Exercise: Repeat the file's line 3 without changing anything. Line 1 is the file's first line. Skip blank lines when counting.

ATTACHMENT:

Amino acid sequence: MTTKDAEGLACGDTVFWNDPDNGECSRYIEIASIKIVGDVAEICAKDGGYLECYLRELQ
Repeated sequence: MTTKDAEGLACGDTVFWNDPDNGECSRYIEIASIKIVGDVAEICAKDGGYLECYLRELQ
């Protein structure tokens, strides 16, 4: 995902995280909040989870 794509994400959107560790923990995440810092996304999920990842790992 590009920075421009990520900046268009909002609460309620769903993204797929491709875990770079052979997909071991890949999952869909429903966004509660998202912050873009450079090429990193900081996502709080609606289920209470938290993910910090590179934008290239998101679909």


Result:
């Protein structure tokens, strides 16, 4: 995902995280909040989870 794509994400959107560790923990995440810092996304999920990842790992 590009920075421009990520900046268009909002609460309620769903993204797929491709875990770079052979997909071991890949999952869909429903966004509660998202912050873009450079090429990193900081996502709080609606289920209470938290993910910090590179934008290239998101679909």